Business Monthly Bio - Leah Wilson-Velasco

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After graduating from Whitman College, new Walla Walla Symphony CEO Leah Wilson-Velasco returns to Walla Walla after spending several years in Boston. Wednesday, September 7, 2011

Business: Walla Walla Symphony CEO.



Hometown: Albuquerque, N. M.



What brought you to Walla Walla?: She's a 2003 graduate of Whitman College and her husband, Michael Simon, is from Walla Walla. They returned to Walla Walla after living in Boston. "We have family nearby and we wanted to be closer."



Favorite memory: "When I was a sophomore in high school I switched from violin to viola ... I was performing Berlioz' 'Symphonie Fantastique' and everything just fell into place. It was very clear to me that was what I wanted to be involved in. That moment when I was 15 or 16 was a magical experience ... You can watch a symphony on a large screen and that satisfies the culture consumption but nothing can replace the thrill of seeing something live."



Current favorite performer?: Josh Ritter. "I saw him live not too long ago in Boston and he was so joyful on stage ... The same thing happens when I watch Yo Yo Ma perform."



Favorite movie: "We're more into T.V. shows. I like 'Modern Family.' It's clever and funny and endearing. You can watch increments and get a good laugh."



Favorite food: "Probably anything with green chili. It was a staple when we were growing up. You can put it on pizza, on eggs, in a sandwich."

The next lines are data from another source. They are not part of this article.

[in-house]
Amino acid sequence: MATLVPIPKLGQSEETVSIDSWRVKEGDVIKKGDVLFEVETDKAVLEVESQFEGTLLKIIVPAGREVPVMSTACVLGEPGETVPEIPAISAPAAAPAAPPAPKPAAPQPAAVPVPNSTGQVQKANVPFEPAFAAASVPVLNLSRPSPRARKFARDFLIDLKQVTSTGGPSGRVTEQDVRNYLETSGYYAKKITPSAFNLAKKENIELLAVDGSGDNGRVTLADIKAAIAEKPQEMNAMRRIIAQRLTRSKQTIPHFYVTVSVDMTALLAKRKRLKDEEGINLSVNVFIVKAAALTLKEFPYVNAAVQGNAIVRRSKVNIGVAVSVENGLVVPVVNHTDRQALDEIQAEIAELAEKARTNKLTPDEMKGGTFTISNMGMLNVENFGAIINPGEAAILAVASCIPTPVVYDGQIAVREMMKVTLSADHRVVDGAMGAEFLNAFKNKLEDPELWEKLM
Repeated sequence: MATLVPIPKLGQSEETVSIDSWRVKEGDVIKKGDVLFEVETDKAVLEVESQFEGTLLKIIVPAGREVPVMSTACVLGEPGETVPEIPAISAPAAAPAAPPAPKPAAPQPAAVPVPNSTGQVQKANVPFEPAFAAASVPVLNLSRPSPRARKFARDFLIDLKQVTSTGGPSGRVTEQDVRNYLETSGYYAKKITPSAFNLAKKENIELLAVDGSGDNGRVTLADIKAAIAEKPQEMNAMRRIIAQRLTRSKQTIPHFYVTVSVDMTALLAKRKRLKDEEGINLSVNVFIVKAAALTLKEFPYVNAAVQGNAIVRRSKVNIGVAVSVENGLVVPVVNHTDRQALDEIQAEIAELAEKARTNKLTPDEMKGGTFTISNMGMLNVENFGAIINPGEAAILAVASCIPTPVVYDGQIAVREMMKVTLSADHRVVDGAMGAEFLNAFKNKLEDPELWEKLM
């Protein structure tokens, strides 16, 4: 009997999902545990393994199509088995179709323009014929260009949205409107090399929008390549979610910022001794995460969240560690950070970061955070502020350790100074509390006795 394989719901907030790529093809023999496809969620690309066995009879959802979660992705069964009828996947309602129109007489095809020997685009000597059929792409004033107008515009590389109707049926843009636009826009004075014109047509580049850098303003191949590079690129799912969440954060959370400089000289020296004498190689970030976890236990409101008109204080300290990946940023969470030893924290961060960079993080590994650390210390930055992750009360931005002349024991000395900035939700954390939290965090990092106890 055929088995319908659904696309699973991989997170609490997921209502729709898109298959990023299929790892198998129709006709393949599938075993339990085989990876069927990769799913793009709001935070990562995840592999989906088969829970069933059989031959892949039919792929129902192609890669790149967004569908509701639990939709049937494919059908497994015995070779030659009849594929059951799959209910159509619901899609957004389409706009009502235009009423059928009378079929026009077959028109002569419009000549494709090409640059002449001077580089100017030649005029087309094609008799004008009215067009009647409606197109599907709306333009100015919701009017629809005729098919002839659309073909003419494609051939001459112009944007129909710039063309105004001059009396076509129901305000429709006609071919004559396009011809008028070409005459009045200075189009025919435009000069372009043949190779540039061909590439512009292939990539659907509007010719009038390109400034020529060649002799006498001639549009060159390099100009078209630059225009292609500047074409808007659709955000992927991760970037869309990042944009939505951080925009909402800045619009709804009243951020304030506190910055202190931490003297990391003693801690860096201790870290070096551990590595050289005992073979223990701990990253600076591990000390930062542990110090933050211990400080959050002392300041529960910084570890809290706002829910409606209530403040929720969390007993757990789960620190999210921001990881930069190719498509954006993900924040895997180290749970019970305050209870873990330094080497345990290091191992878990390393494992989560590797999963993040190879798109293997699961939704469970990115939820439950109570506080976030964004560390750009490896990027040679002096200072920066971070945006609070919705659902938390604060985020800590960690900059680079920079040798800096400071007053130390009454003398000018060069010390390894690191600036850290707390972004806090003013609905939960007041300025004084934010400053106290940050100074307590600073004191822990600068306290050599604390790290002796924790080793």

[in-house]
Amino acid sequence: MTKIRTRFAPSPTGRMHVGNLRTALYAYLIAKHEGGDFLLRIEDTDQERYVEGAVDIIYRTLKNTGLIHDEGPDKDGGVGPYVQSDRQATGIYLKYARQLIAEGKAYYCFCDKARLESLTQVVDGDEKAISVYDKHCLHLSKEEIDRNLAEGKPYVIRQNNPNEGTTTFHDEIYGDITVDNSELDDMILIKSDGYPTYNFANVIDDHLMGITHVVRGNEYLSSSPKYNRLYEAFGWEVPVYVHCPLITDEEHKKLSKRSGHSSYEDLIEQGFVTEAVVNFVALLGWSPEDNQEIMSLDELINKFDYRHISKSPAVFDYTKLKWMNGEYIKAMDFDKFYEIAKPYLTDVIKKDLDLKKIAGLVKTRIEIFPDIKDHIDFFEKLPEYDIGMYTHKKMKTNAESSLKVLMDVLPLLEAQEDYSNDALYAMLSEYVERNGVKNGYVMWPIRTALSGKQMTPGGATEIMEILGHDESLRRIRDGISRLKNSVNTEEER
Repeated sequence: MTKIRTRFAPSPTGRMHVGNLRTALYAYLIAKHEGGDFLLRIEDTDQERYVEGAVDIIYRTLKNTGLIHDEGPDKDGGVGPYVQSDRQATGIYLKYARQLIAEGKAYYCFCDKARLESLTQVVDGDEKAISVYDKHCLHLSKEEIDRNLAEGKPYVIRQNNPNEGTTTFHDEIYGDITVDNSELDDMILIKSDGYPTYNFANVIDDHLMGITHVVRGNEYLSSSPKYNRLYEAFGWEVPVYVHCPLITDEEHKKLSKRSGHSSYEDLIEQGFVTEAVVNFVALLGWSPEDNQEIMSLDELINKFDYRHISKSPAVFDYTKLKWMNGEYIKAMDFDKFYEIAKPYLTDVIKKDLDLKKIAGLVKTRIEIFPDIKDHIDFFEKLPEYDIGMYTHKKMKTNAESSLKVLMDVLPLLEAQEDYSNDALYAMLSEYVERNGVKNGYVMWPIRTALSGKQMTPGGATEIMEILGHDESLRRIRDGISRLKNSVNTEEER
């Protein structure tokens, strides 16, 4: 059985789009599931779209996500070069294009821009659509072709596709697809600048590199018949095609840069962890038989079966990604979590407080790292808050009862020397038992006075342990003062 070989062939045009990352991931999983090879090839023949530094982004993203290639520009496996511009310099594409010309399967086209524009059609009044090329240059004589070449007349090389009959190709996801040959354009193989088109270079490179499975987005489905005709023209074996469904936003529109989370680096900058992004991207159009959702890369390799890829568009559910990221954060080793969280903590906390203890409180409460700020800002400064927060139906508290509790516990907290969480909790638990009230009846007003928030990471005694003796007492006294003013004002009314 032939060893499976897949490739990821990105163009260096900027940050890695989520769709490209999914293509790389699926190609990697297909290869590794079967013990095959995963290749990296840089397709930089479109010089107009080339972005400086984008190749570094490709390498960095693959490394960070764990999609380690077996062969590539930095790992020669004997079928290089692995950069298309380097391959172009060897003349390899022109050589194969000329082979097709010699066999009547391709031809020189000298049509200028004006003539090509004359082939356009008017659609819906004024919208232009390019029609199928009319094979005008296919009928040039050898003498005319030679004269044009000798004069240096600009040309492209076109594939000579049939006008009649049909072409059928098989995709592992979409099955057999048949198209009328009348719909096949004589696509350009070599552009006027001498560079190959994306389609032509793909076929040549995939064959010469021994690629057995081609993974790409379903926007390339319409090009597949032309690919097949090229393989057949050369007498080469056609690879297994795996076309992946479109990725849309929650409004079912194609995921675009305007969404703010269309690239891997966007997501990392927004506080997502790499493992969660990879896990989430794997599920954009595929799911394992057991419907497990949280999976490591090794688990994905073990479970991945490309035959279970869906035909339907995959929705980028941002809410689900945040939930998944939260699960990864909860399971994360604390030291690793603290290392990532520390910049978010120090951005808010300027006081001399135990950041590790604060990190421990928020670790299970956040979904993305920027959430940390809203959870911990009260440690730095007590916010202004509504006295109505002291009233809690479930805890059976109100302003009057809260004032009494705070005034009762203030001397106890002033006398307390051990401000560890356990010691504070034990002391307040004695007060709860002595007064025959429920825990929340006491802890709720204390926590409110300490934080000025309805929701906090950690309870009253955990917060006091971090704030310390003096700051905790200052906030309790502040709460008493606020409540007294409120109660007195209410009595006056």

Favorite book: "I'm reading 'Cutting For Stone' by Abraham Verghese."



Favorite hobby: "I'm hoping to turn into a gardener. I enjoy cooking and baking and playing my viola. I love a long dinner with friends."



Favorite place in the area: A drive up Five Mile Road, up Mill Creek to watch the sun set over the Valley.

Most recent local purchase: A cup of coffee from the Patisserie.



Dream vacation: "I'd love to go back to Hawaii."



Worst job: "One summer I was washing dishes (at music camp). It's hard and very thankless work. There's no recognition."



Alternate dream career: Opening a coffee shop with her husband. "We're quite the coffee addicts."



Person you'd most like to talk with: "My great-grandmother. She was a pioneer." In her early 20s and unmarried, she headed west to stake out land in South Dakota, something few women at the time dared to do.

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